There are around 300,000 Thai Americans but almost 5,000 Thai restaurants in the United States. To understand how Thai restaurants became so ubiquitous in the US, we dive into the history of how Thai cuisine arrived in the US before Thai immigrants started to arrive in large numbers, and how Thai Americans capitalized on the popularity of their food to find their niche in the US economy. I’m joined in this episode by Associate Professor of Asian and Asian American Studies at the University...


Mary Paik Lee

Mary Paik Lee (Paik Kuang Sun) was born in the Korean Empire on August 17, 1900, and was baptized by American Presbyterian minister Dr. Samuel Austin Moffett, one of the first American Presbyterian missionaries to come to Korea. In 1905, her family left Korea for Hawaii, fleeing the Japanese occupation of the Korean Peninsula. Late in her life, Mary wrote a memoir, recounting her family’s struggles in Hawaii and then California, where they faced discrimination and poverty, all while striving...


French Fashion in Gilded Age America

Paris has a long history as the fashion capital of the world. In the late 19th Century, American women, like European women, wanted the latest in French fashion. The wealthiest women traveled to Paris regularly to visit their favorite couturiers, like the House of Worth and Maison Félix, to update their wardrobes. For those women who couldn’t afford to travel, Paris came to them, via international expositions, magazines, and department stores. I’m joined in this episode by art historian Dr....


The Cabinet

Today, when Americans think of it at all, they take for granted the institution of The Cabinet, the heads of the executive departments and other advisors who meet with the President around a big mahogany table in the White House. But how did The Cabinet come into being? It’s not established in the Constitution, and the writers of The Constitution were explicitly opposed to creating a private executive advisory body. I’m joined in this episode by presidential historian Dr. Lindsay M....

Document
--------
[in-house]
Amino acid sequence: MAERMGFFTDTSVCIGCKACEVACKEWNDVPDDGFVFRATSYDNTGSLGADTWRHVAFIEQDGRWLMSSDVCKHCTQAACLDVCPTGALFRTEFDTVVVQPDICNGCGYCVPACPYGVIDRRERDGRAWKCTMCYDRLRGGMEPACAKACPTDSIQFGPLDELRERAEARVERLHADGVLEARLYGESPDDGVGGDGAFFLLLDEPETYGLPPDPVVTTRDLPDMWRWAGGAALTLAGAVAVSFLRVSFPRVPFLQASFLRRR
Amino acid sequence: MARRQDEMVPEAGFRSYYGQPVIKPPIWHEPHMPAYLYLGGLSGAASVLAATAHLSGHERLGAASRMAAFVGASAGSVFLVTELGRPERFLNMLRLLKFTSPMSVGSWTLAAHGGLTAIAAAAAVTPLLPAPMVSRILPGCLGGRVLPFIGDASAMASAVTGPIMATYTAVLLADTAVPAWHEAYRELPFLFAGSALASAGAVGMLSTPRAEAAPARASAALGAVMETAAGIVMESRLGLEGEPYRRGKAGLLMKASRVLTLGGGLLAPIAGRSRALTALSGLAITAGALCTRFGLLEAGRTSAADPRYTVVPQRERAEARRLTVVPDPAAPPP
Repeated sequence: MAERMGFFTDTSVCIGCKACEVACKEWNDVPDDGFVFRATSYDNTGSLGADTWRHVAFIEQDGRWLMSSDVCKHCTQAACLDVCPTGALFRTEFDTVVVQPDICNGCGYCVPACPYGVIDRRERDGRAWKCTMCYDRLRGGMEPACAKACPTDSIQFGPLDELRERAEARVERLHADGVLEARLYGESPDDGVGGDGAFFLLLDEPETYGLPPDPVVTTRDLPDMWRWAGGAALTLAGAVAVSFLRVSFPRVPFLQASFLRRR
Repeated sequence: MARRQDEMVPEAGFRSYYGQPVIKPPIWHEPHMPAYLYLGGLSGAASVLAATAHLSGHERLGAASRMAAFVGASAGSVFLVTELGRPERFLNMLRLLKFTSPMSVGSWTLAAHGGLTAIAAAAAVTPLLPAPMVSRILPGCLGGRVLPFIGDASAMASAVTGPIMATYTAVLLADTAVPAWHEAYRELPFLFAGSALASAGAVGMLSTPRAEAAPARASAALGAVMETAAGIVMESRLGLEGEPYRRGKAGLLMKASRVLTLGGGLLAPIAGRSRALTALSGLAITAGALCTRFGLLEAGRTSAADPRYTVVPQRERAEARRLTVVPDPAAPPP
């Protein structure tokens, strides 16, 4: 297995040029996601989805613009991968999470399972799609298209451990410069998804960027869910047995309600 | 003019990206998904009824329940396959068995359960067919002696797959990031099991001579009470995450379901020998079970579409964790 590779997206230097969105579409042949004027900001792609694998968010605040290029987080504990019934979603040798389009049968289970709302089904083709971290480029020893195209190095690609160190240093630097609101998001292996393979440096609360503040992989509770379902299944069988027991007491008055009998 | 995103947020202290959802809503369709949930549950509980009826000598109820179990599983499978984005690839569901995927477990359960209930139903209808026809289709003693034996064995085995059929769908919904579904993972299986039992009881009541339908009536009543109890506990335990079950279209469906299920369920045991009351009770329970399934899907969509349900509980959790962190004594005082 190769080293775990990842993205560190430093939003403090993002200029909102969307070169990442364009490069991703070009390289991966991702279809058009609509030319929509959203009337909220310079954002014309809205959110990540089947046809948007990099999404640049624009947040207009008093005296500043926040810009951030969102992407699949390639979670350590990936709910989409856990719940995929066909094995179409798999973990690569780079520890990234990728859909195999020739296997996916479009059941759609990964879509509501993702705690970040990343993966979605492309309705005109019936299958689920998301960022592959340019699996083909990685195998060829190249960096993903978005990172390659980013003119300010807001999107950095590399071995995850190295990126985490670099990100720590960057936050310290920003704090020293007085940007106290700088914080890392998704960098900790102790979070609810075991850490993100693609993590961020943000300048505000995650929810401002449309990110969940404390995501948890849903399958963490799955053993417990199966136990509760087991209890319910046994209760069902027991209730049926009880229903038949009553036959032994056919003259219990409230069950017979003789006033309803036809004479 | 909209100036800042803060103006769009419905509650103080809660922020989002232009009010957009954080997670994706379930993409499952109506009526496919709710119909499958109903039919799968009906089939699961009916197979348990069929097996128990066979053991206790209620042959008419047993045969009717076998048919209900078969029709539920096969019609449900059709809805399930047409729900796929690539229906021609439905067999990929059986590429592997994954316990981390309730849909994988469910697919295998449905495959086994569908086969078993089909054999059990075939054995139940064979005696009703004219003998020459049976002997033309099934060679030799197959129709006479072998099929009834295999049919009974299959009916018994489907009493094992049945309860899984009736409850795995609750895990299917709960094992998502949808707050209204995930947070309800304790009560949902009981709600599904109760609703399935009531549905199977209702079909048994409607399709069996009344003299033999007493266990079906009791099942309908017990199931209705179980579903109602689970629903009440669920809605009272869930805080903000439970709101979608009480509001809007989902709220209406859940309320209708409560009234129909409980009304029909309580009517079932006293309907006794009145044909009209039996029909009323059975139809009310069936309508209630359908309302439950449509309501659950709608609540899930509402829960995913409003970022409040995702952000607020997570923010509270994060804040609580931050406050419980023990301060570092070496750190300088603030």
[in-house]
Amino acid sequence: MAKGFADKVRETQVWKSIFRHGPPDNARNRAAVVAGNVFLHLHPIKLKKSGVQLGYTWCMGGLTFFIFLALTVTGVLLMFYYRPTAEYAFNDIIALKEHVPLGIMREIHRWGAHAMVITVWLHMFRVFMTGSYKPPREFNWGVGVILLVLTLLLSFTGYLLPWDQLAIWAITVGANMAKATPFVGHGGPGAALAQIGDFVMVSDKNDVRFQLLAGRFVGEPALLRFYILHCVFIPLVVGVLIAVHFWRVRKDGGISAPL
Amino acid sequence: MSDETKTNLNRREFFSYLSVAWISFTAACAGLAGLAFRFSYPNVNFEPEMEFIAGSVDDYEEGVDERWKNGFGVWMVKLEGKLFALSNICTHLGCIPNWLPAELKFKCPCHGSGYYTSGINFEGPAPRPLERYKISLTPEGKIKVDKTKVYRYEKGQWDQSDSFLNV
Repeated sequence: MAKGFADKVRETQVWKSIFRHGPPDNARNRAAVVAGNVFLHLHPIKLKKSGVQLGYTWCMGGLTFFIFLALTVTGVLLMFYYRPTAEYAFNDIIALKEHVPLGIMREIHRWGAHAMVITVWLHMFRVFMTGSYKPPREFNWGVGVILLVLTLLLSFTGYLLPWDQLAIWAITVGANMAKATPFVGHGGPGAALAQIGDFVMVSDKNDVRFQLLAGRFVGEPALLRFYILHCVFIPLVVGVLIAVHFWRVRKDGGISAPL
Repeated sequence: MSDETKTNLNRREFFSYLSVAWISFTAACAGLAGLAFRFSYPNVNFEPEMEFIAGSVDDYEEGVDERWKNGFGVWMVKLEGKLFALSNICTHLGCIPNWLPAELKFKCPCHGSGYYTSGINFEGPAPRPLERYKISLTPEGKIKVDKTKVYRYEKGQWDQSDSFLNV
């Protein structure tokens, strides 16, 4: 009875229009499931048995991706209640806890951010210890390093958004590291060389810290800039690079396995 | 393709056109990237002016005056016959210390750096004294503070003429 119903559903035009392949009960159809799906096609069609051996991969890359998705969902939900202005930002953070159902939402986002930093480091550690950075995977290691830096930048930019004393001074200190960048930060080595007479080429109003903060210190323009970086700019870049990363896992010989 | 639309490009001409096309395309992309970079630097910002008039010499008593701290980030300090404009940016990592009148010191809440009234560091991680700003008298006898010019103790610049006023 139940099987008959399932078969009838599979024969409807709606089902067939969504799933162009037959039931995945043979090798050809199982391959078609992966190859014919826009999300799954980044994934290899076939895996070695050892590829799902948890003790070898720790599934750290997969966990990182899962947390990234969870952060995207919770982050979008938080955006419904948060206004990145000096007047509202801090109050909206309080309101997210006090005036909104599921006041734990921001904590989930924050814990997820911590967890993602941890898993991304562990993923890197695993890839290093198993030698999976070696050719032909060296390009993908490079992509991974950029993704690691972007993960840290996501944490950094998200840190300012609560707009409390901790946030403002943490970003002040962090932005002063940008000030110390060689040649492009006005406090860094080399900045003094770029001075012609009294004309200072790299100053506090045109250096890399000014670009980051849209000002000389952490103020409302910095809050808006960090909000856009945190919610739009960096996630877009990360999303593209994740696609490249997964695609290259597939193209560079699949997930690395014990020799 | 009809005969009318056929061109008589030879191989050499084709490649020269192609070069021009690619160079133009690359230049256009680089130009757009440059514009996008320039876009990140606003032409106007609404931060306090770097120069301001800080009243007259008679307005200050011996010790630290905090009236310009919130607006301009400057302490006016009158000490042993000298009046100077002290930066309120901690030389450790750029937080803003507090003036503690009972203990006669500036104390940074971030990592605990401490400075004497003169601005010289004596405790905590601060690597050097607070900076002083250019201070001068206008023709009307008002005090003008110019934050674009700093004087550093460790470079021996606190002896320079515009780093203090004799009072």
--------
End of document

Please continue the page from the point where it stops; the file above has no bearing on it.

The Abolition Movement of the 1830s

From the founding of the United States, there were people who opposed slavery, but many who grappled with the concept, including slave owner Thomas Jefferson, envisioned a plan of gradual emancipation for the country. In 1817, after the establishment of the American Colonization Society, free Blacks in Philadelphia and elsewhere began to fight for immediate abolition for all enslaved people in the United States. By the 1830s, they were joined in these efforts by white allies. Although not as...


The 1913 Ascent of Denali

In June 1913, a group of four men ascended to the peak of Denali, the first humans known to have reached the highest point in North America. In a time before ultra lightweight and high-tech equipment, Hudson Stuck, Harry Karstens, Robert Tatum, and Walter Harper had to haul heavy loads of food and supplies and books up the mountain with them, battling fire and clearing away earthquake debris along the way. After nearly two months of expedition, they finally stood atop the world. I’m joined...


Cordelia Dodson Hood

When German troops invaded Austria in 1938, Cordelia Dodson was visiting Vienna, living with her siblings as they studied German, attended the opera, and marched with Austrian students protesting against Hitler. Even with this experience, Cordelia may have settled into academic life in the United States, but when Pearl Harbor was bombed, and the US entered the war, she felt called to serve her country. In a decades-long career in Europe, Cordelia Dodson Hood combined her linguistic skill,...


The National Women's Football League

In 1967, a Cleveland talent agent named Sid Friedman decided to capitalize on the popularity of football in the rust belt by launching a women’s football league, which he envisioned as entertainment, complete with mini-skirts and tear-away jerseys. The women he recruited had other ideas, and soon they were playing competitive tackle football, not in skirts but in football uniforms. In 1974, the owners of several teams around the country, some from Friedman’s WPFL and some independent of it,...


Babe Didrikson Zaharias

Born in 1911, Mildred Ella Didrikson Zaharias, who went by the nickname “Babe,” was a phenomenal, and confident athlete. Babe won Olympic gold in track and field, was an All American player in basketball, pitched in exhibition games in Major League Baseball, and won 17 straight women’s amateur golf tournaments, before turning pro and co-founding the LPGA.In a society that didn’t welcome women like Babe, she nonetheless forged her own path and won the hearts of fans along the way. I’m joined...


Yellowstone National Park

One hundred fifty years ago, President Ulysses S. Grant signed an act establishing Yellowstone National Park into law, making it the first national park in the United States, and a cause for celebration in a country still recovering from the devastating Civil War. Not everyone celebrated, though, including Native Americans who had called the land home for thousands of years before white trappers and explorers first experienced the wild majesty of the landscape. To learn more about the men...


Freedpeople in Indian Territory

When the Cherokee, Chickasaw, Choctaw, Muskogee (or Creek), and Seminole Nations – known as “The Five Civilized Tribes” by white settlers – were forcibly moved from their lands in the Southeastern United States to Indian Territory (present-day Oklahoma), they brought their possessions with them, including the people of African descent whom they had enslaved. After the Civil War, these slaves were freed and freedpeople were included in the allocation of Native lands undertaken by the Dawes...